What Is Tonalism? (12 Essential Characteristics)
David Adams Cleveland
Illustrated and discussed in A History of American Tonalism, p. 378.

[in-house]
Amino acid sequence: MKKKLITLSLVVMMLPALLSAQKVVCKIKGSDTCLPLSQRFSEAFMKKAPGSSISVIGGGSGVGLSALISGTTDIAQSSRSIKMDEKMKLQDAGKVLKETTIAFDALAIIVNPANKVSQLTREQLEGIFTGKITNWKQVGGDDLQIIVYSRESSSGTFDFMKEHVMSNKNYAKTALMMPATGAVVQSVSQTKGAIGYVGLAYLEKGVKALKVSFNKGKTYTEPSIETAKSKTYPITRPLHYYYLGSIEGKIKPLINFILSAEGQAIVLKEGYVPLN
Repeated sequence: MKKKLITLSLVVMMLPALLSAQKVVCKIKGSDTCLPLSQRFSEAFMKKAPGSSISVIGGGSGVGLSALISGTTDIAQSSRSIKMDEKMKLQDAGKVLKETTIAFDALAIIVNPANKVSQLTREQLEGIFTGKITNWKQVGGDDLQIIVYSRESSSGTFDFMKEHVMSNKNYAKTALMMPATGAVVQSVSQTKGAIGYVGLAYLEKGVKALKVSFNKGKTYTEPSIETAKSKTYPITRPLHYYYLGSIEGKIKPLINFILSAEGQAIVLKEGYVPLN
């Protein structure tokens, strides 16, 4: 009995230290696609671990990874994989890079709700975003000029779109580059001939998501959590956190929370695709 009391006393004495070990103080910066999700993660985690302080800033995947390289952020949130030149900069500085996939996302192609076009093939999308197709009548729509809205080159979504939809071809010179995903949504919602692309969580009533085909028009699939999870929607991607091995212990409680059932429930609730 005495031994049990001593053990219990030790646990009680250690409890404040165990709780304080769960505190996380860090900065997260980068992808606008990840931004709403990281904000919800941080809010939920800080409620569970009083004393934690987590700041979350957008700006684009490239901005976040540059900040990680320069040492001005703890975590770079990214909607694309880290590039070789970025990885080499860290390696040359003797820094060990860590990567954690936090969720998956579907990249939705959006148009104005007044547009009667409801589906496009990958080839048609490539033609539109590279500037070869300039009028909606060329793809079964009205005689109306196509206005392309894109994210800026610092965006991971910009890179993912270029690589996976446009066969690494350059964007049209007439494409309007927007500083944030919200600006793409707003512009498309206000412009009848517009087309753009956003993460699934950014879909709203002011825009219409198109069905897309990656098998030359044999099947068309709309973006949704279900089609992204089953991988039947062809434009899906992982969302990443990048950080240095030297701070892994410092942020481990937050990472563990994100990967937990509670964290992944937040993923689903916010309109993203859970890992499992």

Frederick Kost’s Tonalist landscapes are never far from the sea, encompassing the tidal marshlands of his early home on Staten Island, and after 1900, the stretches of inlets and wetlands of Long Island’s Great South Bay. But in Kost’s work the subjects are less about place and more about the spirit of place, where worn paths meander and the harvest awaits gathering. Kost’s more expressive mature work, especially his smaller sketchy paintings on wood panel, displayed a pronounced gestural handing of pigment, focused more on symbolic form: tree shapes, meandering stream banks, and cloud formations that often approach two-dimensional design. This simplification further enhanced the artist’s sumptuous vibrant surface tonalities, with which he attempted to translate emotional states into paint, in the vein of his personal idol, George Inness.